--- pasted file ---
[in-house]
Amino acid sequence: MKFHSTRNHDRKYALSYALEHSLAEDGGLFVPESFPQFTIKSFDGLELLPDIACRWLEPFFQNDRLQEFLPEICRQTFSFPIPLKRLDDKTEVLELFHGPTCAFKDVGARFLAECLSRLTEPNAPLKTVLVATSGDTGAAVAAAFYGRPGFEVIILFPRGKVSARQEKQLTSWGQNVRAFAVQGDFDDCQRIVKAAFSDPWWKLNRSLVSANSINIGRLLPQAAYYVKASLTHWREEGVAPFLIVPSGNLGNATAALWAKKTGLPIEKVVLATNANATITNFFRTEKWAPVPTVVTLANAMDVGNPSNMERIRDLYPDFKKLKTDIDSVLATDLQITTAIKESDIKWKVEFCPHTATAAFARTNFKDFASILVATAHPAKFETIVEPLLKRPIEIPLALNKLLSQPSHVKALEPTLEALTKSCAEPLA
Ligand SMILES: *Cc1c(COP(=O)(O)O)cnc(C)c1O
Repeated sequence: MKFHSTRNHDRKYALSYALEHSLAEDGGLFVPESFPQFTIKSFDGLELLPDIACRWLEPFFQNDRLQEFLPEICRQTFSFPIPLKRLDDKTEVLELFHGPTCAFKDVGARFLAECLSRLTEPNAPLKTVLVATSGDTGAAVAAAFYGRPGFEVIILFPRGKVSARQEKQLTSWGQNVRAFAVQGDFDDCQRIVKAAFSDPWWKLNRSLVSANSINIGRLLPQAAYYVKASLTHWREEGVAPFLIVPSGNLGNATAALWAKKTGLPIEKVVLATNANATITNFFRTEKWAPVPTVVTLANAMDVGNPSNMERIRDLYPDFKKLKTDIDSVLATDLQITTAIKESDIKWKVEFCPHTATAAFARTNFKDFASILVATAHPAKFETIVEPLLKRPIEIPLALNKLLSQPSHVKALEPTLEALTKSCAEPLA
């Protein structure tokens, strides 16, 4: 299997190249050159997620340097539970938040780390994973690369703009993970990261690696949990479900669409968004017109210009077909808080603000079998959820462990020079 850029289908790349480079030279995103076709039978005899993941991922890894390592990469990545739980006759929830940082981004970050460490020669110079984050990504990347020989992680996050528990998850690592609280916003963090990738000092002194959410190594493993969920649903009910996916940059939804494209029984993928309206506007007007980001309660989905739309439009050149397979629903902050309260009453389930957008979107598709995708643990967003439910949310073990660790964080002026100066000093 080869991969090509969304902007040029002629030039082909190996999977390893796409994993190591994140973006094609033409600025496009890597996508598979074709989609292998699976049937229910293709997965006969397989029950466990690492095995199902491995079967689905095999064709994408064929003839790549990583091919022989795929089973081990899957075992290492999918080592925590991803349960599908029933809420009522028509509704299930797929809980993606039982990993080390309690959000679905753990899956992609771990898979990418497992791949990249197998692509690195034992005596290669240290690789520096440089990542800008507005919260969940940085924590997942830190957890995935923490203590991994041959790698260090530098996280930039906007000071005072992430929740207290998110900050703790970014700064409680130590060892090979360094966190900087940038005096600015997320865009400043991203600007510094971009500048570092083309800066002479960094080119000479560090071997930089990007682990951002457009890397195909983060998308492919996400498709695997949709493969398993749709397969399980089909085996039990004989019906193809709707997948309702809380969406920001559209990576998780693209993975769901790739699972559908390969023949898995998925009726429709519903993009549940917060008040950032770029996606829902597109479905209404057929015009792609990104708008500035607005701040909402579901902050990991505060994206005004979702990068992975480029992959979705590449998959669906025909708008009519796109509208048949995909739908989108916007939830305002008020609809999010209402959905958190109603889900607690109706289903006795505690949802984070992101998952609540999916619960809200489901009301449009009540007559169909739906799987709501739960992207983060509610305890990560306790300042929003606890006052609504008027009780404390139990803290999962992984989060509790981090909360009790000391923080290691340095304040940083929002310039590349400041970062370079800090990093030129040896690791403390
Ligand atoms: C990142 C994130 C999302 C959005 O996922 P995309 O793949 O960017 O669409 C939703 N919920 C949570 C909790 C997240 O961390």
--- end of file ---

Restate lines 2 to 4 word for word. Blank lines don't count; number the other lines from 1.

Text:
Amino acid sequence: MKFHSTRNHDRKYALSYALEHSLAEDGGLFVPESFPQFTIKSFDGLELLPDIACRWLEPFFQNDRLQEFLPEICRQTFSFPIPLKRLDDKTEVLELFHGPTCAFKDVGARFLAECLSRLTEPNAPLKTVLVATSGDTGAAVAAAFYGRPGFEVIILFPRGKVSARQEKQLTSWGQNVRAFAVQGDFDDCQRIVKAAFSDPWWKLNRSLVSANSINIGRLLPQAAYYVKASLTHWREEGVAPFLIVPSGNLGNATAALWAKKTGLPIEKVVLATNANATITNFFRTEKWAPVPTVVTLANAMDVGNPSNMERIRDLYPDFKKLKTDIDSVLATDLQITTAIKESDIKWKVEFCPHTATAAFARTNFKDFASILVATAHPAKFETIVEPLLKRPIEIPLALNKLLSQPSHVKALEPTLEALTKSCAEPLA
Ligand SMILES: *Cc1c(COP(=O)(O)O)cnc(C)c1O
Repeated sequence: MKFHSTRNHDRKYALSYALEHSLAEDGGLFVPESFPQFTIKSFDGLELLPDIACRWLEPFFQNDRLQEFLPEICRQTFSFPIPLKRLDDKTEVLELFHGPTCAFKDVGARFLAECLSRLTEPNAPLKTVLVATSGDTGAAVAAAFYGRPGFEVIILFPRGKVSARQEKQLTSWGQNVRAFAVQGDFDDCQRIVKAAFSDPWWKLNRSLVSANSINIGRLLPQAAYYVKASLTHWREEGVAPFLIVPSGNLGNATAALWAKKTGLPIEKVVLATNANATITNFFRTEKWAPVPTVVTLANAMDVGNPSNMERIRDLYPDFKKLKTDIDSVLATDLQITTAIKESDIKWKVEFCPHTATAAFARTNFKDFASILVATAHPAKFETIVEPLLKRPIEIPLALNKLLSQPSHVKALEPTLEALTKSCAEPLA